My dear old Bernard,
I’m writing a line to thank you kindly for your drawings; I find them done in a bit too much of a rush, and I like the two drawings of whores the most;1 but there’s an idea in all of them. I’ve been overloaded with work these past few days, because the weather’s really beautiful and you have to make the most of the fine days, which are short.
I can’t alter the price that I quoted to you, 3 francs for food alone, and in addition, well, whatever there would be on top of that.2 But I have no doubt that everything Gauguin tells you about the prices down here is correct. But I see you near your departure to do your service, and would like to be able to persuade your father to supply you with enough to strengthen you thoroughly first, without your work suffering as a result.
Let him stump up at last, to the point of giving you whatever’s fair during the interval between now and your service.
I haven’t ceased writing this same thing to you all the time, that if you go to Africa you’ll work there and you’ll see just the
1v:2 kind of nature you have to see in order to develop your talent as a painter and colourist to its full extent. But that can be done only to the detriment of your poor carcass, if your father doesn’t make it possible for you to avoid becoming anaemic or to catch debilitating dysentery through lack of strengthening food before this African ordeal.
It’s scarcely possible to make yourself strong over there, and if you go to a hot climate, I’m far from saying you have to fatten yourself up beforehand, but I do say you have to pay attention to your food for some time in advance. And I’m sticking to that, having found myself doing well here on that regime, and the heat of Africa is something different again from that of Arles.
You’ll emerge from this ordeal of your service much stronger, and strong enough for a whole career as an artist or — broken.
In any event, I’d like you to come enormously, and if Gauguin comes too, all that will be left for us to regret will be that it’s winter and not the warm season. I’m beginning to believe more and more that food has something to do with our power to think and to make paintings; as for me, it doesn’t contribute to the success of my work if my stomach’s bothering me. Anyway, I believe that if your father wanted quietly to keep your paintings and to fund you fairly generously, on balance he’ll lose less than by doing otherwise. In the south, the senses are elated, the hand becomes nimbler, the eye livelier, the brain clearer, on one condition, though: that dysentery or something else doesn’t spoil all that by debilitating you too much. On that point, I really dare to take my stand in believing that he who loves artistic work will see his productive capacities develop in the south, but watch your blood, and watch everything else.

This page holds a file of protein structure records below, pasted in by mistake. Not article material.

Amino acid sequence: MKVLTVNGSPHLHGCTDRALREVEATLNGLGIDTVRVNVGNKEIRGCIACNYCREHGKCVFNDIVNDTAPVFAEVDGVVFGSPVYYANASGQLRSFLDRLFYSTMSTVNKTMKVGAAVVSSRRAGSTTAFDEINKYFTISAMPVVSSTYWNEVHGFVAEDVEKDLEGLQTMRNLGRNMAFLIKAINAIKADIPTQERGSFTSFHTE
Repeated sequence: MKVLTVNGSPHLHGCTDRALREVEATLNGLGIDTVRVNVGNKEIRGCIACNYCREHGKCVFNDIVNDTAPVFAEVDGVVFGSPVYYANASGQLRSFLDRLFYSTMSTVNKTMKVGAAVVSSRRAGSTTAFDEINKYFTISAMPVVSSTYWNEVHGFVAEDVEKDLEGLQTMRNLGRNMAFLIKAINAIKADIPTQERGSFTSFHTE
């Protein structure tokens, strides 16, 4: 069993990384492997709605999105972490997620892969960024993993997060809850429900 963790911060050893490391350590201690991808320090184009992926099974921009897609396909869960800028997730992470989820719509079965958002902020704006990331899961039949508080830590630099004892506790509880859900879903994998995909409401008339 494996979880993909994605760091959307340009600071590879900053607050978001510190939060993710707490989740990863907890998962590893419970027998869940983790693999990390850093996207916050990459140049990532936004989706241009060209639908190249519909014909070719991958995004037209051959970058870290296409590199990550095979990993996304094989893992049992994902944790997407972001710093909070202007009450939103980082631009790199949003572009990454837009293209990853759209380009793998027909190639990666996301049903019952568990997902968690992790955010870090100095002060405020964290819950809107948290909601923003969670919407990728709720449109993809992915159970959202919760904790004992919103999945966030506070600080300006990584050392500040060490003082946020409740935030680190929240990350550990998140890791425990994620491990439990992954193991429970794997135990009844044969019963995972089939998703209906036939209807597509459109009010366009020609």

And now you’ll perhaps tell me that I’m bloody well getting on your nerves with all that.
That you want to go to the brothel, and that you don’t give a damn about all the rest. My word, that depends, but I can’t say other than that. Art is long and life is short,3 and we must wait patiently while trying to sell our skin dearly. Me, I’d really like to be your age and go off with whatever knowledge I had to do my service in Africa. But for example, I’d get myself a better body than the one I have. If Gauguin and I are here, as is probable, together — then here for certain we’ll do our level best to spare you expenses. But on his side, your father should certainly do his best too, and have confidence in us that we’re not trying to extract money from him pointlessly. But in order to do good work you have to eat well, be well housed, have a screw from time to time, smoke your pipe and drink your coffee in peace. I’m not saying that the rest counts for nothing, and leave everyone free to do as he sees fit, but I do say that this system seems preferable to many others to me. Good handshake.